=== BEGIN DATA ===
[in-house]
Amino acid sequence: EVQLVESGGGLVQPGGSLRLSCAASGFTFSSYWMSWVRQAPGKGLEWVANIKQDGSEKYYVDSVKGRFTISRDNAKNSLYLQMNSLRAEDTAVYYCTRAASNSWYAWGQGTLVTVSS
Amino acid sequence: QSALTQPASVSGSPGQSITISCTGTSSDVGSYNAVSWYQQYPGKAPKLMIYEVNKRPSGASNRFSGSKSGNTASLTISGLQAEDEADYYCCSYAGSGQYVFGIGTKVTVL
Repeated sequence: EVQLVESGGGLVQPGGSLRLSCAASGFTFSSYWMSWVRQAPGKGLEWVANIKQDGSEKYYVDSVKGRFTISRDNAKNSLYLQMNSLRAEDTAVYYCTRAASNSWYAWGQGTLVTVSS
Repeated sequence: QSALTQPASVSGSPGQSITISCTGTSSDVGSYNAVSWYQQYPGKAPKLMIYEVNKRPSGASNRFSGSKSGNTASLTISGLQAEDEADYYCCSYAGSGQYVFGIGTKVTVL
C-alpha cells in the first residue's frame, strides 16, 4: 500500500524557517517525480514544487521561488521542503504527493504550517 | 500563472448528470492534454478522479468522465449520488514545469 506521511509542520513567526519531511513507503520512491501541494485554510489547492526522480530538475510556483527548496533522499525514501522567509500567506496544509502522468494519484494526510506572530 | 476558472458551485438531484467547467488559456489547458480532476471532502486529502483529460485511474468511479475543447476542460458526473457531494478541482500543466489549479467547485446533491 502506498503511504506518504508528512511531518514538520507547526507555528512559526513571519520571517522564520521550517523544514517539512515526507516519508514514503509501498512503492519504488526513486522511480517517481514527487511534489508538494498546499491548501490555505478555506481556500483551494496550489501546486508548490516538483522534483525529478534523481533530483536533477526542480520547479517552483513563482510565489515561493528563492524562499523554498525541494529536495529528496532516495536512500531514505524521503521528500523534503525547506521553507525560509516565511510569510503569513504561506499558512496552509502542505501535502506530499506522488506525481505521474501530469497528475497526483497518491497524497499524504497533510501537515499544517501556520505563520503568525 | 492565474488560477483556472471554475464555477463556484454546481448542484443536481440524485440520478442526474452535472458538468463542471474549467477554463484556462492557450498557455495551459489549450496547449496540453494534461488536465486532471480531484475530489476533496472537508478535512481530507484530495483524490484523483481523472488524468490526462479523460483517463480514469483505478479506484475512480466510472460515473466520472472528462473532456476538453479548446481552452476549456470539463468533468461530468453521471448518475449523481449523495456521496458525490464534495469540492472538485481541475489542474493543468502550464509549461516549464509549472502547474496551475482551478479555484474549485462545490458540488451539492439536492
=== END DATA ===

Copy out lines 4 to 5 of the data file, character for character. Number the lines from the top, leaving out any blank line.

Repeated sequence: EVQLVESGGGLVQPGGSLRLSCAASGFTFSSYWMSWVRQAPGKGLEWVANIKQDGSEKYYVDSVKGRFTISRDNAKNSLYLQMNSLRAEDTAVYYCTRAASNSWYAWGQGTLVTVSS
Repeated sequence: QSALTQPASVSGSPGQSITISCTGTSSDVGSYNAVSWYQQYPGKAPKLMIYEVNKRPSGASNRFSGSKSGNTASLTISGLQAEDEADYYCCSYAGSGQYVFGIGTKVTVL